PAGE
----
Monday, January 13, 2014

Income and Expense Analysis

I was once again reviewing our finances for the year and wanted to share my findings. I know for me, I struggle to find information on what's "normal" to be spending... or maybe "not normal" in our case. So hopefully this helps shed some light on what one other family is doing.

For starters, we track everything using and then I copy everything over to a spreadsheet once a month. I like detailed spreadsheets, but if you're not into that, Mint will show you what you need to know to make smart decisions. That's what Jessi looks at along with these charts once a month with me.

Monthly Income & Expenses
This first chart is the same as I showed last year, with one difference I'll explain in a bit. The lighter lines are from 2012 for comparison. The blue lines are the cumulative net income. So, in a month where our income was high and our expenses were low, the blue line would go up, and that's the starting place of the following month.

The one change I made this year was to treat our real estate finances as a separate entity. We even have a separate bank account now that all of that activity is done from. Then whatever the net income was for that property, I added it to our income as a single line. So in May and July we did a bunch of repairs and the "income" from that property was actually negative because we spent more than we collected in rent that month.

Also included is the down payment and closing cost of our new home and student loan payments.

The goal is to get the blue line just above zero which means we put all our extra money towards paying off loans. As you can see, we had to dip into our savings to pay for the repairs we did. We had savings from previous years, so it was OK. Then in October Jessi got sick and I paid all the doctor bills in November from our Emergency fund. You can kind of see why my goal this year is to not have any large expenses.

Spending Distribution
Here's a new view I created. I wanted to see how we were spending our money and I wanted something in between the detailed line items and the top line.

  • 100% = our take home pay this year (the investment properties net income were included as income).
  • Loans = Student loans and car loan
  • Mortgage = The property we live in. The investment property mortgage payments are separate (embedded in income). When we lived in the duplex I split the mortgage in half.
  • Utilities = electricity + garbage + water + gas + mobile phones (yeah, iPhone = utility)
  • Food = groceries + eating out
  • Cars = gas + maintenance + insurance
  • Home = home repairs (and down payment/closing costs) + personal care items + health & fitness + Vinnie expenses
  • Fun = shopping + entertainment + travel

Hopefully you can tell what our priority is. Once our loans are paid off, that'll convert to savings/investing. Also, as a general rule you want your housing mortgage/rent to be no higher than 33% and hopefully below 25%; we're killing it in that category. Our food category seems a little high though. Well... I know it's a little high because we spent $1,500 more this year than last year... mostly eating out. Knowing this will help me stick with my health goals this year.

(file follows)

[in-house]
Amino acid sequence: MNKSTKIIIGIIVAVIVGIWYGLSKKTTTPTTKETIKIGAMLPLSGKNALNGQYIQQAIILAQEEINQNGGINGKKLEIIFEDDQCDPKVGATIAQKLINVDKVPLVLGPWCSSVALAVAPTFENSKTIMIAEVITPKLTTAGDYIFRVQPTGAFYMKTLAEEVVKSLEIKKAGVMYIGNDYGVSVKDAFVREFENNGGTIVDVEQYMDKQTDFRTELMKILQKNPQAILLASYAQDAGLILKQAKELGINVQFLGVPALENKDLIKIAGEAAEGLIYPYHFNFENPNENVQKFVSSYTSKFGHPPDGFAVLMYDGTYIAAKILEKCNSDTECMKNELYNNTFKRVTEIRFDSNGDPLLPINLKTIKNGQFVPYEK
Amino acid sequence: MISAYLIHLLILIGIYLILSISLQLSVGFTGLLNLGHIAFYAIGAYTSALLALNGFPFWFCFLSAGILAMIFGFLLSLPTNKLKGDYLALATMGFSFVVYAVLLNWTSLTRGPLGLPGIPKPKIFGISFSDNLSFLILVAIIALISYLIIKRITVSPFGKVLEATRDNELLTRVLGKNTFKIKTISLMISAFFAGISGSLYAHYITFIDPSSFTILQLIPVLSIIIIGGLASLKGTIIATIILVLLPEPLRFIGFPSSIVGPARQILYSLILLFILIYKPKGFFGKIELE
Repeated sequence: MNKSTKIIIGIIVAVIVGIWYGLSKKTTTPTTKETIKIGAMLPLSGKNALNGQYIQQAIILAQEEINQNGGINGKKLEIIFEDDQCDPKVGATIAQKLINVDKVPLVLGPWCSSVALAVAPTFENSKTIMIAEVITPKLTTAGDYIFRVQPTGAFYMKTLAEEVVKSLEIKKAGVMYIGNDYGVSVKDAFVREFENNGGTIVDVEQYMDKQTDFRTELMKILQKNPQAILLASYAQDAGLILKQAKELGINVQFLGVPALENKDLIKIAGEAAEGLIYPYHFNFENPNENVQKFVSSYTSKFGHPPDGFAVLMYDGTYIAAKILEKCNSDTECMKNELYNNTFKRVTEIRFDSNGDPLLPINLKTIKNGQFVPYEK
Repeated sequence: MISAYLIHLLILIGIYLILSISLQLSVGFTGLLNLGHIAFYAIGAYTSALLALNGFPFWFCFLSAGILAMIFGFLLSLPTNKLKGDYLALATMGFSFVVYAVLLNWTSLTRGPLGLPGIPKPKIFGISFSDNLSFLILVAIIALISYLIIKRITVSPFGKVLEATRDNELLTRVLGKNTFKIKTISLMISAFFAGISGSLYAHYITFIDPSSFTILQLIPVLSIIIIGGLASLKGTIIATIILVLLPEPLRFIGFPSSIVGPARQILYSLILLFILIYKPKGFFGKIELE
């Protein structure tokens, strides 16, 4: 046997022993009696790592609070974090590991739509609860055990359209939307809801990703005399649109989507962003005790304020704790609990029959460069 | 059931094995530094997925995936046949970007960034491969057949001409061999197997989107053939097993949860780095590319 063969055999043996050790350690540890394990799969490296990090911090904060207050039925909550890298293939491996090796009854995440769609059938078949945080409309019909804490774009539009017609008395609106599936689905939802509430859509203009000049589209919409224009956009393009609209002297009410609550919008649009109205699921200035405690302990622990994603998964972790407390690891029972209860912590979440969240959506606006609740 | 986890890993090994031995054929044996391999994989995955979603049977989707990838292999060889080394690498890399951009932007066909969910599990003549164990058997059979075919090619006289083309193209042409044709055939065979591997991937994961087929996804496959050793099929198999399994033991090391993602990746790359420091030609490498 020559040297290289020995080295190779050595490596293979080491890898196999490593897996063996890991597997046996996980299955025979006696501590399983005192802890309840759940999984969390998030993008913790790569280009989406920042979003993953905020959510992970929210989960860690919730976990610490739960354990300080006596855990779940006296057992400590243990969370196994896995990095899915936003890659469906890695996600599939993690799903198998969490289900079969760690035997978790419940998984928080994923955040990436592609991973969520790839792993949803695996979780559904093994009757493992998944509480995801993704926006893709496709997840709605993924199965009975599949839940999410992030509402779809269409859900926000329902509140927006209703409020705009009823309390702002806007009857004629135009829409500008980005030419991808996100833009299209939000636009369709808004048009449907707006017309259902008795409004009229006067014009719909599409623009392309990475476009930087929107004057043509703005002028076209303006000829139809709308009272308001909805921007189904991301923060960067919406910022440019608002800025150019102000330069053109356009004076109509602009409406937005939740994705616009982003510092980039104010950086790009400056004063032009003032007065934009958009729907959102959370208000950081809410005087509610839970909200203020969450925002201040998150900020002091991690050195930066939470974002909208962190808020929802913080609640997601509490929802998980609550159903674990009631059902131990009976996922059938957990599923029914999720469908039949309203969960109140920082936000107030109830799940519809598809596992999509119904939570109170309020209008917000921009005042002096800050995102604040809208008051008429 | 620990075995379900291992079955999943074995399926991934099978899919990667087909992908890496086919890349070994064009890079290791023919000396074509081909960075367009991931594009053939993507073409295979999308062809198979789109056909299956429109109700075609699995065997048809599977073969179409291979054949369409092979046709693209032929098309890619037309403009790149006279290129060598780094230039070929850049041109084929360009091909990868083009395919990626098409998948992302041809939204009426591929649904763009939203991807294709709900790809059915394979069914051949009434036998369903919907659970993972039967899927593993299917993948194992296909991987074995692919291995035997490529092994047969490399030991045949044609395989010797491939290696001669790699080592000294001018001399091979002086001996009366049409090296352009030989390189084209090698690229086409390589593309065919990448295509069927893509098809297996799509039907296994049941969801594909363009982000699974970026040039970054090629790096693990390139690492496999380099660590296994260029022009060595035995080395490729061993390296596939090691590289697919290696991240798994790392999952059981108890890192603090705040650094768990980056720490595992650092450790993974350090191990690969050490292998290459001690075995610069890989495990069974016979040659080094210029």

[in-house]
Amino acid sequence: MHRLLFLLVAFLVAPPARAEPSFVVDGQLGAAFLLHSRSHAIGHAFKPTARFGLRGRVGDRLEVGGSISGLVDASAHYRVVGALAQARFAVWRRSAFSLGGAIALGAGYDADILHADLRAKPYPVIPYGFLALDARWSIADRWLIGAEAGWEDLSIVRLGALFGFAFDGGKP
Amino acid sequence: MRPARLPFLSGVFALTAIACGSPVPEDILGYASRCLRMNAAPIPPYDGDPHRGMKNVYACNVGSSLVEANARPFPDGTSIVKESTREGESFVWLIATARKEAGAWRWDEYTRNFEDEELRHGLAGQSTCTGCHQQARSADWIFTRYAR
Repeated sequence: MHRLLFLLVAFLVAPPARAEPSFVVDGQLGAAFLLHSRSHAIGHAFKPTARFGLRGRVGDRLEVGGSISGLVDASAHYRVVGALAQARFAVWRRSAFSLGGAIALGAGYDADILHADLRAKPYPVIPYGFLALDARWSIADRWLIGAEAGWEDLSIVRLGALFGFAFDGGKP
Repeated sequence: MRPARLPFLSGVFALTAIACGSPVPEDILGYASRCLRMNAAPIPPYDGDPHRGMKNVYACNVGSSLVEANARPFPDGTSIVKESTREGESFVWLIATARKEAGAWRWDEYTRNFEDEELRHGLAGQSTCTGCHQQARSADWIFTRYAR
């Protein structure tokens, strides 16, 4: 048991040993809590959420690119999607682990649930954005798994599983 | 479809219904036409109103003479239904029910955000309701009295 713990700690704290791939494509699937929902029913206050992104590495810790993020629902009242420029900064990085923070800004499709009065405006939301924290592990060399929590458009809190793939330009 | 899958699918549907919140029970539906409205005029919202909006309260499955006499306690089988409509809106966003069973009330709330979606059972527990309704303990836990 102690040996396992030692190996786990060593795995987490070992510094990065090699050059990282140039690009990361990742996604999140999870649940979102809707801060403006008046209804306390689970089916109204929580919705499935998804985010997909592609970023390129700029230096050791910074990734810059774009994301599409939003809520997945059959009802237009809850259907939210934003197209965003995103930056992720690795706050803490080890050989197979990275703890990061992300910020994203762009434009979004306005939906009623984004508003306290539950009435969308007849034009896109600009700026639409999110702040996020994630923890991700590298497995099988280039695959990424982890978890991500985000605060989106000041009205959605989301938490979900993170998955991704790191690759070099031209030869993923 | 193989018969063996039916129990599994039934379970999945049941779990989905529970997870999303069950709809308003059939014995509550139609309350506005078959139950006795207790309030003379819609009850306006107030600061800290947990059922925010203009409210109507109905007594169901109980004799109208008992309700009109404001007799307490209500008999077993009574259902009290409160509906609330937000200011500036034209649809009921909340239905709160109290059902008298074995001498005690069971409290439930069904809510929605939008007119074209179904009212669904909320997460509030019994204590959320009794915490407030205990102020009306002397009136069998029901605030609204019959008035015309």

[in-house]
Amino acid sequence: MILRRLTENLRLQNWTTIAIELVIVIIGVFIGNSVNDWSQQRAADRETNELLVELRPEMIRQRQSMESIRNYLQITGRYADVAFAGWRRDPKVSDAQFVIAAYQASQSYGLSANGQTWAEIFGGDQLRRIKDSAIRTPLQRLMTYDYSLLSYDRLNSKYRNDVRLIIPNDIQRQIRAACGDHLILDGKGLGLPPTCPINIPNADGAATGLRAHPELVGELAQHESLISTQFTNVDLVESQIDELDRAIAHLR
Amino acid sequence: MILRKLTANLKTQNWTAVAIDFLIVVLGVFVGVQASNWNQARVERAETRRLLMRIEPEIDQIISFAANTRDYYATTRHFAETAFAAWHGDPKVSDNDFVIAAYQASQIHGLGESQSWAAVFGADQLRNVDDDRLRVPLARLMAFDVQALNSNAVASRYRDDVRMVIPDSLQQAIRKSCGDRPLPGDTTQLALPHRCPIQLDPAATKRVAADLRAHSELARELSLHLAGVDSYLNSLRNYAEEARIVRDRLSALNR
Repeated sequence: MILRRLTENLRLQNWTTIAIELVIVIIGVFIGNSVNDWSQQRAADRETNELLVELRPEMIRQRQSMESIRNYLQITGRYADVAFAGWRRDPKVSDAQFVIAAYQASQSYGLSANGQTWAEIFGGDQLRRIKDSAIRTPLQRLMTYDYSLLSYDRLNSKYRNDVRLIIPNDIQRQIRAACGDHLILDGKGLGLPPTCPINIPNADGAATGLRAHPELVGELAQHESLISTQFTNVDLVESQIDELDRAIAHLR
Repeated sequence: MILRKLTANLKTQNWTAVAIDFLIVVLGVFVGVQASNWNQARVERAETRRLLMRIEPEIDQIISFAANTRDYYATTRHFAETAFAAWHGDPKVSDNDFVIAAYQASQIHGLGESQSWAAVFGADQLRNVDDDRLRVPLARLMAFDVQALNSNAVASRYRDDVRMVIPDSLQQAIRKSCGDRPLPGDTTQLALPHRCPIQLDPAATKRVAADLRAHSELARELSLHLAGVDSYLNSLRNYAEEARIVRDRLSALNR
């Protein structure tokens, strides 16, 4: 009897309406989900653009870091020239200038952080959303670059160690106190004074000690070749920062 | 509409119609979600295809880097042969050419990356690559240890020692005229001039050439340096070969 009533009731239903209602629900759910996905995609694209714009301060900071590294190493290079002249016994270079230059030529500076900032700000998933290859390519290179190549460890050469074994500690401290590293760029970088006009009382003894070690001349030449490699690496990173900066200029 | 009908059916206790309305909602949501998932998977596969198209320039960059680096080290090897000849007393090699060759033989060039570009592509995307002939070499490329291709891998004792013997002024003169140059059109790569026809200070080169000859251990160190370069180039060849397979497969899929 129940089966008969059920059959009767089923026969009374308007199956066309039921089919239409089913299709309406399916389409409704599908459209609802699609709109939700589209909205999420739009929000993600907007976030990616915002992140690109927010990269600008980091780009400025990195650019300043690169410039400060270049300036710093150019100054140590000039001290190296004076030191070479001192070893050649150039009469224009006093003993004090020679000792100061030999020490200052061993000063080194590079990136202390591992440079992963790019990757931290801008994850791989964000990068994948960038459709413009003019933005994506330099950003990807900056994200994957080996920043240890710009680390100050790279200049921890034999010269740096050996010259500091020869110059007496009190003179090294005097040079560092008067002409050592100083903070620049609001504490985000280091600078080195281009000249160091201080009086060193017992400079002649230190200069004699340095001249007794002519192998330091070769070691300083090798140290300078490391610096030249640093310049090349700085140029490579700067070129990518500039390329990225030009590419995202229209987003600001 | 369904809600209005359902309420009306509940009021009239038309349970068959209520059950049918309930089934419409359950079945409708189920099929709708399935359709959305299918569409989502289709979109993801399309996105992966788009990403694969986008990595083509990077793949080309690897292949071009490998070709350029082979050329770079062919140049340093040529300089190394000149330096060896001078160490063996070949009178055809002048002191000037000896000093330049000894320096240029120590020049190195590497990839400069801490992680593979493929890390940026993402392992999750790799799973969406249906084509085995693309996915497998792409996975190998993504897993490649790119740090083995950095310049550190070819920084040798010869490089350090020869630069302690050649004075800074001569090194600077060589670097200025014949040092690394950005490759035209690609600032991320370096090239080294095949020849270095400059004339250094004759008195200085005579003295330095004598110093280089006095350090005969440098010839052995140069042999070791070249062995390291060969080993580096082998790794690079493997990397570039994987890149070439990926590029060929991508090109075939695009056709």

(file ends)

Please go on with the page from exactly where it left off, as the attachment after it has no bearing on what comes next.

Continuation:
I'll be honest, "Home" is kind of a catch-all category. I would call them "semi-optional" expenses. Buying a place was a large part of that category. Finally, not included here are taxes and my 401K contributions. First, they happen before it gets imported into Mint, so I can't track it easily. Second, I don't have much control over my taxes and I can't really do anything with my 401K balance for a while.

Spending Over Time
The last thing I wanted to look at were some specific spending categories. There are ones that we have some control over and try to keep low. Yes, I realize I cut off the top of the chart, I did that so I could see the other lines.

Like I talked about earlier, our spending on food is too high. It looks like the middle of the year is where it got out of hand. It also appears to coincide with our home purchase / fixing the duplexVegas trip. So, the underlying issue is that when we get too busy, we opt to eat out more often. We'll need to be more conscious of this going forward. Home spending spiked when we bought our place and again at the end of the year when I fixed a bunch of things. Utilities... look at the steady growth rate... I suppose it's normal to grow in the colder months, but December was $230 higher than January! We'll definitely need to keep an eye on this one.

Finally, the Fun spending really seems to spike when we buy plane tickets (May & October), or Disney World tickets (November). Though, the general trend for Fun seems to also be growing. This is another one I'll be watching closely.

Bottom line
If I was grading myself, I would probably give us a B. We did good on our loans and mortgage. We blew it on eating out and can probably make some cuts we don't care about in the fun category. The utilities one can probably be curbed by paying more attention to our heating habits (ie, not letting it get too roasty). I feel pretty good about the Home, Giving & Cars categories. Getting an A next year will require us to not have any large expenses in 2014 and keeping our Food, Fun categories lower.

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